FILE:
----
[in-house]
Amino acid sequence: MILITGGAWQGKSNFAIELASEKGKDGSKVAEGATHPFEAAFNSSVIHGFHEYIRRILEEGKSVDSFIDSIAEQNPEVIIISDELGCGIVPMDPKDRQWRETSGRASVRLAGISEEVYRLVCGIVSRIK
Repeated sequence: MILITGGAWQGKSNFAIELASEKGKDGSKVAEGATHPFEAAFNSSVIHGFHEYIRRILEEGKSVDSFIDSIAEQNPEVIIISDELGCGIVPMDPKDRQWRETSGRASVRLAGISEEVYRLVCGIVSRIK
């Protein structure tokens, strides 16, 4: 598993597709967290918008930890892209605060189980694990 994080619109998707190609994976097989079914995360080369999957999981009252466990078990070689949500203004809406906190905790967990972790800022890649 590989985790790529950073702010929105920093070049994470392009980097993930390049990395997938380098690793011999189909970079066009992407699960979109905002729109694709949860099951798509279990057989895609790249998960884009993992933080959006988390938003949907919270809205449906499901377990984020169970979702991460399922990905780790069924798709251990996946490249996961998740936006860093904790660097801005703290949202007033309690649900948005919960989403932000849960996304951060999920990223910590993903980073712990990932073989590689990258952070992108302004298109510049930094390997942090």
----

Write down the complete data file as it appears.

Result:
[in-house]
Amino acid sequence: MILITGGAWQGKSNFAIELASEKGKDGSKVAEGATHPFEAAFNSSVIHGFHEYIRRILEEGKSVDSFIDSIAEQNPEVIIISDELGCGIVPMDPKDRQWRETSGRASVRLAGISEEVYRLVCGIVSRIK
Repeated sequence: MILITGGAWQGKSNFAIELASEKGKDGSKVAEGATHPFEAAFNSSVIHGFHEYIRRILEEGKSVDSFIDSIAEQNPEVIIISDELGCGIVPMDPKDRQWRETSGRASVRLAGISEEVYRLVCGIVSRIK
């Protein structure tokens, strides 16, 4: 598993597709967290918008930890892209605060189980694990 994080619109998707190609994976097989079914995360080369999957999981009252466990078990070689949500203004809406906190905790967990972790800022890649 590989985790790529950073702010929105920093070049994470392009980097993930390049990395997938380098690793011999189909970079066009992407699960979109905002729109694709949860099951798509279990057989895609790249998960884009993992933080959006988390938003949907919270809205449906499901377990984020169970979702991460399922990905780790069924798709251990996946490249996961998740936006860093904790660097801005703290949202007033309690649900948005919960989403932000849960996304951060999920990223910590993903980073712990990932073989590689990258952070992108302004298109510049930094390997942090």